Newsweek font size selectorFont size selection is for good reasons fast becoming a must have accessibility feature on text heavy websites. The task here is simple. A user finds the font is too small. The user could be a person with a partially impaired vision for example. In this case the website offers a way to increase the size of the text font. How well does this particular control address this issue? Well, not too well. First there is clear inadequacy between the control design and the task at hand. The task addresses the need of potentially visually impaired people, but the active part of the control (the small round cursor) is so small that even a person with no visual problem will have problems clicking on the right spot. Second, does the task require the user to select a value within a wide range of options (a task the slider is good at addressing)? No. The user just wants to increase the size of the font (or reduce it maybe) and see the result right away. In that sense, why use a slider? As an interaction designer I would stick to the good old “-” and “+” button here that are much better control to address the task at hand.

Newsweek popular stories widgetWhat about that second slider on the interface? Well, I would argue that it does a pretty bad job as well. In a “widget” in the right column of the website, a list of popular stories is highlighted. By default this list highlight the day’s popular stories, but users (via the slider) can select articles from a different date range. Again, different problems with this control. The first is in its design. It is usually advised to display values on a slider to let users know more about the range they are choosing from. Here, there is no way before interacting with the control to know in advance which value I will be able to choose.

The second is related to the task at hand. In this respect, I do not have enough experience with publication websites to know if my point is valid or not. I am wondering what kind of range people are interested in selecting when they are looking at the most popular stories. My guess is that today’s most popular stories is good enough for most readers, but if they want to change, why limit the user to 7 days max? (the case today on the website) And why letting users select a range like the last 4 days? Maybe user research actually showed this was right, but I am not convinced it is at this point. What of three buttons or a kind of navigation that says “today”, “last week”, “last month”? Would that be enough? I am not sure, but although the slider looks cooler, in the end users will care about efficiency and effectiveness, especially on a website like Newsweek.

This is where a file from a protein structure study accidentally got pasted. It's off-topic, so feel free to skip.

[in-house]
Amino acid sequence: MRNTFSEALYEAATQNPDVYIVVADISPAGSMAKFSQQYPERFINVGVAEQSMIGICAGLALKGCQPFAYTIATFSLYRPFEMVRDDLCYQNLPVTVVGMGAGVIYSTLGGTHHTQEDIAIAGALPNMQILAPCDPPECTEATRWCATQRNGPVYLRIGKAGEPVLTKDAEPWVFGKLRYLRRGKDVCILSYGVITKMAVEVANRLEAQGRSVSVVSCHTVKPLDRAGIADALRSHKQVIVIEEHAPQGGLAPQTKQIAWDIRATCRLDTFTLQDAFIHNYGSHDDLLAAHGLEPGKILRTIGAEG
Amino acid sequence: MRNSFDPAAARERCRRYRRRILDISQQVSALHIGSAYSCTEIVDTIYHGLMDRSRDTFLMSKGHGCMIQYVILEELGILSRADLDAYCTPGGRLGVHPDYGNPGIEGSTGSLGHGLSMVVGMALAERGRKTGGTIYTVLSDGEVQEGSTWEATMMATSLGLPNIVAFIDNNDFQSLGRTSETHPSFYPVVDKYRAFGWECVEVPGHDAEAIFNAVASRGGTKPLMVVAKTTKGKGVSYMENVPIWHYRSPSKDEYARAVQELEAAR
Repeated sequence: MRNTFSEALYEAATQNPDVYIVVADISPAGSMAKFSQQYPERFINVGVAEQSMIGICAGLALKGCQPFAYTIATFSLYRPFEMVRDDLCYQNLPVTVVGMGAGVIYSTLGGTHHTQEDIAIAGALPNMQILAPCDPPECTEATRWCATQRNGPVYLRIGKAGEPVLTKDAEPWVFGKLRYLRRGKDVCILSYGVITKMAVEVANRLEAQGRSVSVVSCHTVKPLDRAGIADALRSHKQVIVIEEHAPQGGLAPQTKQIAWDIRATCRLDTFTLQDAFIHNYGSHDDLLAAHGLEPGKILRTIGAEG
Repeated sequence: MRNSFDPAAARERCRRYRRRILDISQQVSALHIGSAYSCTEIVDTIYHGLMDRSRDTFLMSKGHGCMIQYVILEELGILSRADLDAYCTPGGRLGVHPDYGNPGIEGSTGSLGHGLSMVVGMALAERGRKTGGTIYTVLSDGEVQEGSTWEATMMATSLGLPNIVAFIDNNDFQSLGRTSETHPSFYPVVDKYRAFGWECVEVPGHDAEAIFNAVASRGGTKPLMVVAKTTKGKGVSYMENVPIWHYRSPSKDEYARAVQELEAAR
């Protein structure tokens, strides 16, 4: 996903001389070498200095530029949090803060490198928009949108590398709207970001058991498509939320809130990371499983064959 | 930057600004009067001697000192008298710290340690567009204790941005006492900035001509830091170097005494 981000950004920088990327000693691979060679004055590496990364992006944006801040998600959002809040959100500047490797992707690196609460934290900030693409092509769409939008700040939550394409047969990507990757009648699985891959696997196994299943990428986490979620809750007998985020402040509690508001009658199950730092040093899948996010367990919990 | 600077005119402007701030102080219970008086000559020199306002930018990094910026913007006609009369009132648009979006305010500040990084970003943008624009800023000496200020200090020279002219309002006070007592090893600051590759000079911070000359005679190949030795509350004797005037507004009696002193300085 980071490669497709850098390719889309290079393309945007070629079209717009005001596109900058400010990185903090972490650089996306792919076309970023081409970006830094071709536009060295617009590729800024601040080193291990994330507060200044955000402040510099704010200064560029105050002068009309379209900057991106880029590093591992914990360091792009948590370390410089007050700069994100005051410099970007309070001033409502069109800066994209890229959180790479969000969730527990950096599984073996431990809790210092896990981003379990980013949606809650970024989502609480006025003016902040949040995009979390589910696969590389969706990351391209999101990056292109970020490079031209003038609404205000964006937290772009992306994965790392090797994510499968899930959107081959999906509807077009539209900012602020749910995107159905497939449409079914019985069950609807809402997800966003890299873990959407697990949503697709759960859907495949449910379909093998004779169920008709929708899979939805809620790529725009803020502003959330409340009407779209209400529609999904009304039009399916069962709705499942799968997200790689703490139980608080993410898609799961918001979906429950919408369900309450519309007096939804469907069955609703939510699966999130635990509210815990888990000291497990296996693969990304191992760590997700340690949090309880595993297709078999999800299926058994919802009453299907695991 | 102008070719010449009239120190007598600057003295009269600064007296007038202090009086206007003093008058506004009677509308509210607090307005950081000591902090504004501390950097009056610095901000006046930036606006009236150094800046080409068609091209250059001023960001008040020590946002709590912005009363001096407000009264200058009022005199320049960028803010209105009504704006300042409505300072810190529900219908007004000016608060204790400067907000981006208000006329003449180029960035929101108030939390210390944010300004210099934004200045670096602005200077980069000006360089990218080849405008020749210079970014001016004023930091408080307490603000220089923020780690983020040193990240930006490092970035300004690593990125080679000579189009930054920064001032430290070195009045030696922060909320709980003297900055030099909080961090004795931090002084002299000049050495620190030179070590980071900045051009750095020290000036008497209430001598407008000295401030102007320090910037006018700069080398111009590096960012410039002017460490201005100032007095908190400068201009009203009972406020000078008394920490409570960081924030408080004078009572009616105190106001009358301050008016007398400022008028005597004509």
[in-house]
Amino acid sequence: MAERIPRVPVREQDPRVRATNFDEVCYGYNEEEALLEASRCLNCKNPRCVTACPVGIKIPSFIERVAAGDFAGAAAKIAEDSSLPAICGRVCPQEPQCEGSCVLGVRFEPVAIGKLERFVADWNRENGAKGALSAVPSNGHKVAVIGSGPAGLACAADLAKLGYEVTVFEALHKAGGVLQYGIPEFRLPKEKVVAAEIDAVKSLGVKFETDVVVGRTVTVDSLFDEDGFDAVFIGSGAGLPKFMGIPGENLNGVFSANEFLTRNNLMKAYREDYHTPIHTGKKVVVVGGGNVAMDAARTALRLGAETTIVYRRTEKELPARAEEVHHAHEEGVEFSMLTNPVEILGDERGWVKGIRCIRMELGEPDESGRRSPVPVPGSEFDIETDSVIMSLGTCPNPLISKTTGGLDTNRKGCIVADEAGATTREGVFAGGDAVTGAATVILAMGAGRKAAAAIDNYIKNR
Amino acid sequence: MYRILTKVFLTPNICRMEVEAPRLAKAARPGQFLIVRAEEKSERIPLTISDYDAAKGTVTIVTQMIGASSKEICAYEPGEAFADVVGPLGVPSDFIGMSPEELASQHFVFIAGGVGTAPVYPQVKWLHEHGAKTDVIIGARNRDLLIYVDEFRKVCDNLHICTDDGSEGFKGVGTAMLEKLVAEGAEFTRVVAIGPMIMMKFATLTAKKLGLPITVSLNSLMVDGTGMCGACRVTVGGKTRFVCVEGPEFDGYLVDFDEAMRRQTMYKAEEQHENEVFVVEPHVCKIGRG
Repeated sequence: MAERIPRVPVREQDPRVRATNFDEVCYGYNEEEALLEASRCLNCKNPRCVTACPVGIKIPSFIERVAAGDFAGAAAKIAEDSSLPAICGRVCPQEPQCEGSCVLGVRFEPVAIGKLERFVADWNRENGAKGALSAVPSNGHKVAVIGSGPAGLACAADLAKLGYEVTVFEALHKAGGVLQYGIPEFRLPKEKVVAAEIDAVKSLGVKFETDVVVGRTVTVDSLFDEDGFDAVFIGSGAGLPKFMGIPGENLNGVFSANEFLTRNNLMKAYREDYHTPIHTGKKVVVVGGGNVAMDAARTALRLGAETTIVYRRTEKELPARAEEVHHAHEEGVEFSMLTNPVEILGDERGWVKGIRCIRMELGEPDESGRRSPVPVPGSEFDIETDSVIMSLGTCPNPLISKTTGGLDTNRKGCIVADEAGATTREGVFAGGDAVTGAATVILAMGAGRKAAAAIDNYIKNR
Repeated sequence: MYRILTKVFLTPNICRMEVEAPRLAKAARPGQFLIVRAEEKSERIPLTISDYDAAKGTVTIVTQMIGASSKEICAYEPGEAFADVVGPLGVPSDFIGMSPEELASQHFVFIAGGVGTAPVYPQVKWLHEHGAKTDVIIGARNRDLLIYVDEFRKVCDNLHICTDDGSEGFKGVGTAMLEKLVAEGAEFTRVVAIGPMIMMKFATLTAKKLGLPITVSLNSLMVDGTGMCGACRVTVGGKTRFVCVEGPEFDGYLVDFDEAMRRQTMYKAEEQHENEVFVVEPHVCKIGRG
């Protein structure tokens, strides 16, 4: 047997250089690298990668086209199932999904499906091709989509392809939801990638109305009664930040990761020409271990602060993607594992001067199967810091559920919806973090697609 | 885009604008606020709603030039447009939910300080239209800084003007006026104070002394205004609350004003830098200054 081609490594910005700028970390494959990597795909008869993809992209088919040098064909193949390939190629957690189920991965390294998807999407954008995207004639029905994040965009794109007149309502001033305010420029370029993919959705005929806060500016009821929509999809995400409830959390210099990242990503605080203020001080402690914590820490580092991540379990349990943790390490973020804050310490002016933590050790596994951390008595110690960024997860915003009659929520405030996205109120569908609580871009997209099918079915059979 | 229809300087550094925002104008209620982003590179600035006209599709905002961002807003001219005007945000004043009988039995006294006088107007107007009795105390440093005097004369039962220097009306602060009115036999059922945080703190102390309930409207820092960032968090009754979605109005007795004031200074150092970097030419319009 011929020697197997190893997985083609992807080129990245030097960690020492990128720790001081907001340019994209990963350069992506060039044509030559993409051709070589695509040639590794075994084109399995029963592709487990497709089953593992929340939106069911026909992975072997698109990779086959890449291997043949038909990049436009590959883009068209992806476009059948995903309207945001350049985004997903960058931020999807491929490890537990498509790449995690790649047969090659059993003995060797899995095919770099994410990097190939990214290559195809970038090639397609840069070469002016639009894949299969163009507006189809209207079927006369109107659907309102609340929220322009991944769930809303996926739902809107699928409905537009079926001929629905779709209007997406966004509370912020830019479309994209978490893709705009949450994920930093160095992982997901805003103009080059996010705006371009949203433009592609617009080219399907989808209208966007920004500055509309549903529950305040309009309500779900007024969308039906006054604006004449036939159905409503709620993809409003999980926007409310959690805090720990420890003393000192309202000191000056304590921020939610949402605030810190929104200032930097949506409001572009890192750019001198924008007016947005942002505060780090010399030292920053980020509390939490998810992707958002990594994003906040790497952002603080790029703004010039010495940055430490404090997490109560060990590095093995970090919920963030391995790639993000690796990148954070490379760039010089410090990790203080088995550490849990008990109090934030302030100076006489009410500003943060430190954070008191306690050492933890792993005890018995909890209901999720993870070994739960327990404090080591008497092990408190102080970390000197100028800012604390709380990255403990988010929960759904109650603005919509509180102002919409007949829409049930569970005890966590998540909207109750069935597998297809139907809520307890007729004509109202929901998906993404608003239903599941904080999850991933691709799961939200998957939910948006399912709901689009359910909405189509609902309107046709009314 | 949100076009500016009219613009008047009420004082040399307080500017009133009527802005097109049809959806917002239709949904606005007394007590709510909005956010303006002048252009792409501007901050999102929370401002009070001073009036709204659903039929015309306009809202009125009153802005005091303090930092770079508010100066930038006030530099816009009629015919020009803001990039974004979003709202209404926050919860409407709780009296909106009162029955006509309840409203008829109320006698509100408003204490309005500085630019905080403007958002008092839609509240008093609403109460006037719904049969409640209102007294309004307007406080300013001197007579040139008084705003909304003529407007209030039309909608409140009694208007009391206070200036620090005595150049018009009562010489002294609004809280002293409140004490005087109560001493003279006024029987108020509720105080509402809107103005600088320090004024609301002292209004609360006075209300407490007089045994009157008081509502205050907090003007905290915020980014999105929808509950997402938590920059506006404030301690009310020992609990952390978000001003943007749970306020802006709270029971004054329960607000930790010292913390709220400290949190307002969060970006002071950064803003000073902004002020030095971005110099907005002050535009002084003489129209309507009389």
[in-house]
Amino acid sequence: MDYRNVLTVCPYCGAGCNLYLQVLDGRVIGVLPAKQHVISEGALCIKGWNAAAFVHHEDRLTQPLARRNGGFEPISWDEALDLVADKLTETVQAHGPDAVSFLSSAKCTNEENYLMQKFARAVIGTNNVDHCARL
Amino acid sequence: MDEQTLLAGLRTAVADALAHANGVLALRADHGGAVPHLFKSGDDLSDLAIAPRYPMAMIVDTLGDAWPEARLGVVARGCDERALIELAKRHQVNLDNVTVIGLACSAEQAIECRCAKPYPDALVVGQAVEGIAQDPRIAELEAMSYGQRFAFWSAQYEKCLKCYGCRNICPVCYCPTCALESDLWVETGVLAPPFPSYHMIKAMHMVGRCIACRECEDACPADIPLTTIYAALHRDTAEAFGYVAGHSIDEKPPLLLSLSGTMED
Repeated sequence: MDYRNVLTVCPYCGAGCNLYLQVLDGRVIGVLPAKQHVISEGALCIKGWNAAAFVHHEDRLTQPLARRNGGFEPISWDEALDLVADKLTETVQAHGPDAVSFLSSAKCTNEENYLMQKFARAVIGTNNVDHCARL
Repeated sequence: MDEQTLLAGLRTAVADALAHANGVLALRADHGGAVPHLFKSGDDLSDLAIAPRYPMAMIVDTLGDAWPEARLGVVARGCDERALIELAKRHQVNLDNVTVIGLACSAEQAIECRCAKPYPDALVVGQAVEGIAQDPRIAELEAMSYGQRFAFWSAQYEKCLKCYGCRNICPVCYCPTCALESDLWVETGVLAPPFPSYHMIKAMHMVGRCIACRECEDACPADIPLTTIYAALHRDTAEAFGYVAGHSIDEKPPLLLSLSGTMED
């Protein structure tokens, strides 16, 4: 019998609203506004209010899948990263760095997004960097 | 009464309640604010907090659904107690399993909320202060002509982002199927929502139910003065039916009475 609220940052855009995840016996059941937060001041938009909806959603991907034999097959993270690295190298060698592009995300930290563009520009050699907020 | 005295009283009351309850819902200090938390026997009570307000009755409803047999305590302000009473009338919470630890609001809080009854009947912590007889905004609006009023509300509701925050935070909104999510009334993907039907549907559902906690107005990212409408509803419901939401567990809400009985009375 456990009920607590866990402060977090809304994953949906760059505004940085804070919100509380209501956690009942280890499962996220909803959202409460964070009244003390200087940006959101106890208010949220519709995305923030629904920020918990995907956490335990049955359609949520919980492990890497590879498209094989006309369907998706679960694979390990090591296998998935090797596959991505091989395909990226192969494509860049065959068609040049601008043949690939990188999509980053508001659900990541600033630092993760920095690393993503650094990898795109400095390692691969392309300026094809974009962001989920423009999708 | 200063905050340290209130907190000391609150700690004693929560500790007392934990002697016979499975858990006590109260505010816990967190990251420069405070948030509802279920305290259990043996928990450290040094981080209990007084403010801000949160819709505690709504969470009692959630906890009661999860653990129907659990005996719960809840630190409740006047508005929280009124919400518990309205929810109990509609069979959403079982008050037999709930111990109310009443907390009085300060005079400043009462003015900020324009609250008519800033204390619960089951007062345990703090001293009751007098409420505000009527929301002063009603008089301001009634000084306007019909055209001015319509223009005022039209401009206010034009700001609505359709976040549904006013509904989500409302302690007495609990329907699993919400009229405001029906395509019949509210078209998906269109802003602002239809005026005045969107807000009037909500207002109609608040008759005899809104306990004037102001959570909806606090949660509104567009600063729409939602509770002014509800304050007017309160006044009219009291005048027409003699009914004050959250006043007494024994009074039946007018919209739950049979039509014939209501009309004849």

Latest Jakob Nielsen Alertbox March 18, 2008

Posted by psychobserver in Research, Tools, Usability.
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Three types of projects
Just received Jakob Nielsen’s latest Alertbox today. It is an interesting discussion on different design project types and the need for each of them to bridge the gap between the actual designer and the users. As interaction designer I consider myself mostly working on level 2 (the designer understands the product) and 3 (designing for a foreign domain) applications, rather than the level 1 (the designer is the user) type. That is, from my point of view. But I work with actual “designers” quite a bit who believe all projects are level 1 projects.

The important take-away from the article for me is the need at the beginning of a project to assess what is the knowledge level of the design team and plan for research as appropriate. If the design team is representative of the target users, then little research is required at the start, but usability testing is still a good way to fine-tune the design. On the other hand, if the design project is targeting a very niche user base, then user research is necessary from the start – before any actual design happens. It takes a lot of selflessness from the team to admit that their knowledge is limited on a topic and can be tricky as well when facing a client of some sort. That is the biggest barrier in that case. The fact that good design is a highly contextual matter is still not very well understood (at least in this part of the world).

Google Search usability test
The other interesting point in Jakob Nielsen alertbox is the test they did with Google Search showing that “only” 73% of users they interviewed managed to complete a Google search. Very striking statistics indeed! Google searching for people in the Web sphere is considered the most basic of tasks and should have success rates close to 99%. So what happens there… And if some people have a hard time completing that task, consider the complexity of the tasks on your website and ponder… how many users will actually complete this…